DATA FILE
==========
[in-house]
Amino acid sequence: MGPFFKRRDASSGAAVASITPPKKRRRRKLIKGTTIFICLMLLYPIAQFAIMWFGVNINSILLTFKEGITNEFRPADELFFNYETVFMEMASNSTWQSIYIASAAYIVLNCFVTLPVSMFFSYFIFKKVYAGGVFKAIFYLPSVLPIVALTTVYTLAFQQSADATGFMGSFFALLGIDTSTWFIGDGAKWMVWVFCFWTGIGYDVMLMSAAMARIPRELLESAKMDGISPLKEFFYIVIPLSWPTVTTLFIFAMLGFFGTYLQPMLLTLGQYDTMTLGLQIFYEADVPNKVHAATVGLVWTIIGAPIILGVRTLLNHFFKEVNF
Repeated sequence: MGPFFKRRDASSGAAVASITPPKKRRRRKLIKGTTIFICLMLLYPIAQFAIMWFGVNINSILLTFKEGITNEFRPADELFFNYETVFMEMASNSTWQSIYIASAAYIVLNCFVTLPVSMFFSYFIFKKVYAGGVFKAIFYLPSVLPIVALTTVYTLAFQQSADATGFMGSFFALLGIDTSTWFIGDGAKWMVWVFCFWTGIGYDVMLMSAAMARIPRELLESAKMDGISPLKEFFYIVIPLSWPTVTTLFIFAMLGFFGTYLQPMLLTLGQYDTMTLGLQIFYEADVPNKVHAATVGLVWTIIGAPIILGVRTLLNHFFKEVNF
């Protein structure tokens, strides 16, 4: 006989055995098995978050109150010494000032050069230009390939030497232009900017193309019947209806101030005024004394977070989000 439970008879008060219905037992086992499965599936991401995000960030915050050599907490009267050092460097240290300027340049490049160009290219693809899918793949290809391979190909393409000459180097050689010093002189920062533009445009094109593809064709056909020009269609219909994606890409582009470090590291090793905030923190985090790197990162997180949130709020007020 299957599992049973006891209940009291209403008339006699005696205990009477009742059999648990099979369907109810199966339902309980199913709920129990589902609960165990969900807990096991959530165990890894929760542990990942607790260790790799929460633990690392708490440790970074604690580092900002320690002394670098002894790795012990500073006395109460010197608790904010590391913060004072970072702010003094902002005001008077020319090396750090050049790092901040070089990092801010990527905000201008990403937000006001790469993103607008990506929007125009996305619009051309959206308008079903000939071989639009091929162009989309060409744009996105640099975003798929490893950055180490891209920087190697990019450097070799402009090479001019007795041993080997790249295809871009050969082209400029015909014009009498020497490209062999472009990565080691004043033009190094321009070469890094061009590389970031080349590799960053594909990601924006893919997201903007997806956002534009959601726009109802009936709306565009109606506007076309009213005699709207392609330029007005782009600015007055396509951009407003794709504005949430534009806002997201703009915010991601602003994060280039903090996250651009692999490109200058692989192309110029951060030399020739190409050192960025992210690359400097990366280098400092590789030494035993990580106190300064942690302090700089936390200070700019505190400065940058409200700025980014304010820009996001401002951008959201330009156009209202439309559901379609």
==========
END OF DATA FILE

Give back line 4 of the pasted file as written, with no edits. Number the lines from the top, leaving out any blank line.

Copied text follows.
């Protein structure tokens, strides 16, 4: 006989055995098995978050109150010494000032050069230009390939030497232009900017193309019947209806101030005024004394977070989000 439970008879008060219905037992086992499965599936991401995000960030915050050599907490009267050092460097240290300027340049490049160009290219693809899918793949290809391979190909393409000459180097050689010093002189920062533009445009094109593809064709056909020009269609219909994606890409582009470090590291090793905030923190985090790197990162997180949130709020007020 299957599992049973006891209940009291209403008339006699005696205990009477009742059999648990099979369907109810199966339902309980199913709920129990589902609960165990969900807990096991959530165990890894929760542990990942607790260790790799929460633990690392708490440790970074604690580092900002320690002394670098002894790795012990500073006395109460010197608790904010590391913060004072970072702010003094902002005001008077020319090396750090050049790092901040070089990092801010990527905000201008990403937000006001790469993103607008990506929007125009996305619009051309959206308008079903000939071989639009091929162009989309060409744009996105640099975003798929490893950055180490891209920087190697990019450097070799402009090479001019007795041993080997790249295809871009050969082209400029015909014009009498020497490209062999472009990565080691004043033009190094321009070469890094061009590389970031080349590799960053594909990601924006893919997201903007997806956002534009959601726009109802009936709306565009109606506007076309009213005699709207392609330029007005782009600015007055396509951009407003794709504005949430534009806002997201703009915010991601602003994060280039903090996250651009692999490109200058692989192309110029951060030399020739190409050192960025992210690359400097990366280098400092590789030494035993990580106190300064942690302090700089936390200070700019505190400065940058409200700025980014304010820009996001401002951008959201330009156009209202439309559901379609």